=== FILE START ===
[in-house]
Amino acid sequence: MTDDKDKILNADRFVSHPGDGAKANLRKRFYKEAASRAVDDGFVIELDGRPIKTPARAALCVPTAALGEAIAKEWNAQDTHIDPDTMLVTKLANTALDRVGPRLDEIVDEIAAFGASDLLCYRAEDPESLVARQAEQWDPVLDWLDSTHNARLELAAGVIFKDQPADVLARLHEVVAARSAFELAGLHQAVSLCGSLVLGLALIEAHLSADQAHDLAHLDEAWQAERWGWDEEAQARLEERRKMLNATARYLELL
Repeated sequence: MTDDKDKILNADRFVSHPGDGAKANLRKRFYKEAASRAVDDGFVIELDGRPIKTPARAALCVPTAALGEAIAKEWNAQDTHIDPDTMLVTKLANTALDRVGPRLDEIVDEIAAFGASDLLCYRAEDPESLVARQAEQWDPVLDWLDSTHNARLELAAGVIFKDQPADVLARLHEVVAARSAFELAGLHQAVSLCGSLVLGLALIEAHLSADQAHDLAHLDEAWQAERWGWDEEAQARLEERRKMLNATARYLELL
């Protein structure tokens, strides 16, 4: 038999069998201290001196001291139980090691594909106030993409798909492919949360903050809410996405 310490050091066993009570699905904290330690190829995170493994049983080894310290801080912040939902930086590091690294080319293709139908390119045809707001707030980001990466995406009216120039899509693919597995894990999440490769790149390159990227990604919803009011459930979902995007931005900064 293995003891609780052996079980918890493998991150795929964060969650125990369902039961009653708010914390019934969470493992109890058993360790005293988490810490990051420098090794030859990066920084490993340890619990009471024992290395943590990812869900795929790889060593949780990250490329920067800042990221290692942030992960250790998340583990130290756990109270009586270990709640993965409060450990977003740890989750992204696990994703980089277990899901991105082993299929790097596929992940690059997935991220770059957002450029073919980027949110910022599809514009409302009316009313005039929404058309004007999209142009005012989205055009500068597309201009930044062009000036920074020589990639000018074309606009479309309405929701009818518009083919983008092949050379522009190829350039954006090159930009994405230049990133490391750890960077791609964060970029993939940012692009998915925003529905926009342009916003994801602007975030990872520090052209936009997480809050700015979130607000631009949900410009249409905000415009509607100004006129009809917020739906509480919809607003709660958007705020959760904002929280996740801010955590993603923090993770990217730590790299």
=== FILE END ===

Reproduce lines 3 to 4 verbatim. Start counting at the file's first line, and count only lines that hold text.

Repeated sequence: MTDDKDKILNADRFVSHPGDGAKANLRKRFYKEAASRAVDDGFVIELDGRPIKTPARAALCVPTAALGEAIAKEWNAQDTHIDPDTMLVTKLANTALDRVGPRLDEIVDEIAAFGASDLLCYRAEDPESLVARQAEQWDPVLDWLDSTHNARLELAAGVIFKDQPADVLARLHEVVAARSAFELAGLHQAVSLCGSLVLGLALIEAHLSADQAHDLAHLDEAWQAERWGWDEEAQARLEERRKMLNATARYLELL
């Protein structure tokens, strides 16, 4: 038999069998201290001196001291139980090691594909106030993409798909492919949360903050809410996405 310490050091066993009570699905904290330690190829995170493994049983080894310290801080912040939902930086590091690294080319293709139908390119045809707001707030980001990466995406009216120039899509693919597995894990999440490769790149390159990227990604919803009011459930979902995007931005900064 293995003891609780052996079980918890493998991150795929964060969650125990369902039961009653708010914390019934969470493992109890058993360790005293988490810490990051420098090794030859990066920084490993340890619990009471024992290395943590990812869900795929790889060593949780990250490329920067800042990221290692942030992960250790998340583990130290756990109270009586270990709640993965409060450990977003740890989750992204696990994703980089277990899901991105082993299929790097596929992940690059997935991220770059957002450029073919980027949110910022599809514009409302009316009313005039929404058309004007999209142009005012989205055009500068597309201009930044062009000036920074020589990639000018074309606009479309309405929701009818518009083919983008092949050379522009190829350039954006090159930009994405230049990133490391750890960077791609964060970029993939940012692009998915925003529905926009342009916003994801602007975030990872520090052209936009997480809050700015979130607000631009949900410009249409905000415009509607100004006129009809917020739906509480919809607003709660958007705020959760904002929280996740801010955590993603923090993770990217730590790299």